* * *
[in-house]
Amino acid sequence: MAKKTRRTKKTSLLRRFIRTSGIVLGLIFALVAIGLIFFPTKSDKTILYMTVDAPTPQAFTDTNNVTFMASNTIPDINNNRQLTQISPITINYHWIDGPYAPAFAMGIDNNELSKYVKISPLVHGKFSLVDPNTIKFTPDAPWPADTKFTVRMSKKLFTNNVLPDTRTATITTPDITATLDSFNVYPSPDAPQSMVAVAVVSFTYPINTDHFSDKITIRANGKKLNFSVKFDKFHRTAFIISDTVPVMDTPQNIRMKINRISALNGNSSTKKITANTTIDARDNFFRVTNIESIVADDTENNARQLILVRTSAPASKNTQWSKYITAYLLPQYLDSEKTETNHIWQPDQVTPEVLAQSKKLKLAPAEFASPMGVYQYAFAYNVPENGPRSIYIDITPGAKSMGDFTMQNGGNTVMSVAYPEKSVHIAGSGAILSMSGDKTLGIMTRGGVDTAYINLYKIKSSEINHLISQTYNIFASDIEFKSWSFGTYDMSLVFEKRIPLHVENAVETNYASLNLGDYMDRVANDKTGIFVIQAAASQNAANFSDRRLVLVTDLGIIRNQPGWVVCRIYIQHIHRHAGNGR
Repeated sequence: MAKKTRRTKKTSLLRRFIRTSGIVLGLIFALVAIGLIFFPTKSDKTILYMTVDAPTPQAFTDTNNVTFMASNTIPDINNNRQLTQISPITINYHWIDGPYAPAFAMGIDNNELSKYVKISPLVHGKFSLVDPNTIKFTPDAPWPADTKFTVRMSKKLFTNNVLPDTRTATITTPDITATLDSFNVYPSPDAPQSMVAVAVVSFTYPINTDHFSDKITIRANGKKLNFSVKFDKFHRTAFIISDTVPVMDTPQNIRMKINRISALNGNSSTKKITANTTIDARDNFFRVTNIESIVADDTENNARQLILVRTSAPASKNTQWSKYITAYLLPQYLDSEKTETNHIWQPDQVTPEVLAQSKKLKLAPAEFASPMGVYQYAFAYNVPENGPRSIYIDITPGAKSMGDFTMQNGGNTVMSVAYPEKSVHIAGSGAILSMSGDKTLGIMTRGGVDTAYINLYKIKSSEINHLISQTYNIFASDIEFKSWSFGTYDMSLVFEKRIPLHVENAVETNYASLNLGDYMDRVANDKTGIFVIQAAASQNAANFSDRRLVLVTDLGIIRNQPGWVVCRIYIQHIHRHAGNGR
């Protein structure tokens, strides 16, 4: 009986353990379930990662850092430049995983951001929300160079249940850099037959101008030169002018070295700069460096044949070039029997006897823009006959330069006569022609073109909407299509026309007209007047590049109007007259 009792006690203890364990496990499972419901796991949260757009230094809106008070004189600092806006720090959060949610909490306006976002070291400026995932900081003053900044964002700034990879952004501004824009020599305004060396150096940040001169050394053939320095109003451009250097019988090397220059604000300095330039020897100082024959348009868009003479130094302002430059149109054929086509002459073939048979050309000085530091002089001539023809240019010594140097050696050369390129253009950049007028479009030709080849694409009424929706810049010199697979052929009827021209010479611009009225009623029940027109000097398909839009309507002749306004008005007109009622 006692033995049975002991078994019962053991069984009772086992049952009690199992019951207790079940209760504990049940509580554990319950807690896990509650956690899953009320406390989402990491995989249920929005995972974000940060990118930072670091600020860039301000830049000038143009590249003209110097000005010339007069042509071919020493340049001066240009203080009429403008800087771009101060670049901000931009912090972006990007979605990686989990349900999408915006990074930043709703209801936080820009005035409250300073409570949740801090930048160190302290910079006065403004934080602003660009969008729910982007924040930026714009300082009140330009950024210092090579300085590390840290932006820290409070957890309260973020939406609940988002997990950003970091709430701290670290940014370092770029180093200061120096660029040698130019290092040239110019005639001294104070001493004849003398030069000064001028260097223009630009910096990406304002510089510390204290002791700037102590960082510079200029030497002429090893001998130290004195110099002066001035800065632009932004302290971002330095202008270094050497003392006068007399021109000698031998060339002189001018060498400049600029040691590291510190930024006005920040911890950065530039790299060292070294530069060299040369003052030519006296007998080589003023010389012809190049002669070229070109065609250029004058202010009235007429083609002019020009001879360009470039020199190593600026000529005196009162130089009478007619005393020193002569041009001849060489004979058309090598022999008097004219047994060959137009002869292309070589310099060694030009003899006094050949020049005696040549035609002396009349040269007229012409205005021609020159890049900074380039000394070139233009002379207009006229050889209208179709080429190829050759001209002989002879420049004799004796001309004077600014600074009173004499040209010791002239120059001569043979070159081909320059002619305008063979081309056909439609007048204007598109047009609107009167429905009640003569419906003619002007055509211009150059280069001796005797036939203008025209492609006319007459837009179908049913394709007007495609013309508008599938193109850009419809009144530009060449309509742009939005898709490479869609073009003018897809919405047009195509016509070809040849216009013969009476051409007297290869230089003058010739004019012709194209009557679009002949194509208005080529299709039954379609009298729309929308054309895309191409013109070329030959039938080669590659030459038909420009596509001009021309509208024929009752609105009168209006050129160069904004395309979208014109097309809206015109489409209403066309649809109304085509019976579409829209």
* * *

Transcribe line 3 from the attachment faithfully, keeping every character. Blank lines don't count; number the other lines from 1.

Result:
Repeated sequence: MAKKTRRTKKTSLLRRFIRTSGIVLGLIFALVAIGLIFFPTKSDKTILYMTVDAPTPQAFTDTNNVTFMASNTIPDINNNRQLTQISPITINYHWIDGPYAPAFAMGIDNNELSKYVKISPLVHGKFSLVDPNTIKFTPDAPWPADTKFTVRMSKKLFTNNVLPDTRTATITTPDITATLDSFNVYPSPDAPQSMVAVAVVSFTYPINTDHFSDKITIRANGKKLNFSVKFDKFHRTAFIISDTVPVMDTPQNIRMKINRISALNGNSSTKKITANTTIDARDNFFRVTNIESIVADDTENNARQLILVRTSAPASKNTQWSKYITAYLLPQYLDSEKTETNHIWQPDQVTPEVLAQSKKLKLAPAEFASPMGVYQYAFAYNVPENGPRSIYIDITPGAKSMGDFTMQNGGNTVMSVAYPEKSVHIAGSGAILSMSGDKTLGIMTRGGVDTAYINLYKIKSSEINHLISQTYNIFASDIEFKSWSFGTYDMSLVFEKRIPLHVENAVETNYASLNLGDYMDRVANDKTGIFVIQAAASQNAANFSDRRLVLVTDLGIIRNQPGWVVCRIYIQHIHRHAGNGR